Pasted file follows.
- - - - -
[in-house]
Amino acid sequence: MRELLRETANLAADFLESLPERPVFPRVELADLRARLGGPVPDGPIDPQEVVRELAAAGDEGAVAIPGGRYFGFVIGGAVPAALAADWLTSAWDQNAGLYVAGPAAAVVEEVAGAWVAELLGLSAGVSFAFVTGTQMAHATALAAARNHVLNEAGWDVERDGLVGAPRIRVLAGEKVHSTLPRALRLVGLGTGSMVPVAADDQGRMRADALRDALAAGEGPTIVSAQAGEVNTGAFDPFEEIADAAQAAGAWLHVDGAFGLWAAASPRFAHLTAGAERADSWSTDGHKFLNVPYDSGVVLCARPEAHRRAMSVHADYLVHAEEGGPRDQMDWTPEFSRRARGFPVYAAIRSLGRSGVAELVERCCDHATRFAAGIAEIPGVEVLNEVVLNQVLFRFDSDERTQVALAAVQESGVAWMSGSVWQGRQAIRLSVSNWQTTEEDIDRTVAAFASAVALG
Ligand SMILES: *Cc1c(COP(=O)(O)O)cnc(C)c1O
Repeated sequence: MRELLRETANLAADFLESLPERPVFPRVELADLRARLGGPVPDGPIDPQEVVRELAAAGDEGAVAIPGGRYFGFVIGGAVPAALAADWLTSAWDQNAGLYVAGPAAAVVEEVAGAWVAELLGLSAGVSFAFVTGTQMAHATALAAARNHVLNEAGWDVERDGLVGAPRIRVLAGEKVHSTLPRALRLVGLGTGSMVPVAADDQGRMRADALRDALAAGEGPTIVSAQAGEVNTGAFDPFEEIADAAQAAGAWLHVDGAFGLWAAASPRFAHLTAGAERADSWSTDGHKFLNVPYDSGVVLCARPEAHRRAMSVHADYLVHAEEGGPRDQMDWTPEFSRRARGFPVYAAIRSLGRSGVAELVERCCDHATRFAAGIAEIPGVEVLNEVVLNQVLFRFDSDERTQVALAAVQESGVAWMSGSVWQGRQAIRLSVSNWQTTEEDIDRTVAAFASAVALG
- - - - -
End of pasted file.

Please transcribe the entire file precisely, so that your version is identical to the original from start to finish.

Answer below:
[in-house]
Amino acid sequence: MRELLRETANLAADFLESLPERPVFPRVELADLRARLGGPVPDGPIDPQEVVRELAAAGDEGAVAIPGGRYFGFVIGGAVPAALAADWLTSAWDQNAGLYVAGPAAAVVEEVAGAWVAELLGLSAGVSFAFVTGTQMAHATALAAARNHVLNEAGWDVERDGLVGAPRIRVLAGEKVHSTLPRALRLVGLGTGSMVPVAADDQGRMRADALRDALAAGEGPTIVSAQAGEVNTGAFDPFEEIADAAQAAGAWLHVDGAFGLWAAASPRFAHLTAGAERADSWSTDGHKFLNVPYDSGVVLCARPEAHRRAMSVHADYLVHAEEGGPRDQMDWTPEFSRRARGFPVYAAIRSLGRSGVAELVERCCDHATRFAAGIAEIPGVEVLNEVVLNQVLFRFDSDERTQVALAAVQESGVAWMSGSVWQGRQAIRLSVSNWQTTEEDIDRTVAAFASAVALG
Ligand SMILES: *Cc1c(COP(=O)(O)O)cnc(C)c1O
Repeated sequence: MRELLRETANLAADFLESLPERPVFPRVELADLRARLGGPVPDGPIDPQEVVRELAAAGDEGAVAIPGGRYFGFVIGGAVPAALAADWLTSAWDQNAGLYVAGPAAAVVEEVAGAWVAELLGLSAGVSFAFVTGTQMAHATALAAARNHVLNEAGWDVERDGLVGAPRIRVLAGEKVHSTLPRALRLVGLGTGSMVPVAADDQGRMRADALRDALAAGEGPTIVSAQAGEVNTGAFDPFEEIADAAQAAGAWLHVDGAFGLWAAASPRFAHLTAGAERADSWSTDGHKFLNVPYDSGVVLCARPEAHRRAMSVHADYLVHAEEGGPRDQMDWTPEFSRRARGFPVYAAIRSLGRSGVAELVERCCDHATRFAAGIAEIPGVEVLNEVVLNQVLFRFDSDERTQVALAAVQESGVAWMSGSVWQGRQAIRLSVSNWQTTEEDIDRTVAAFASAVALG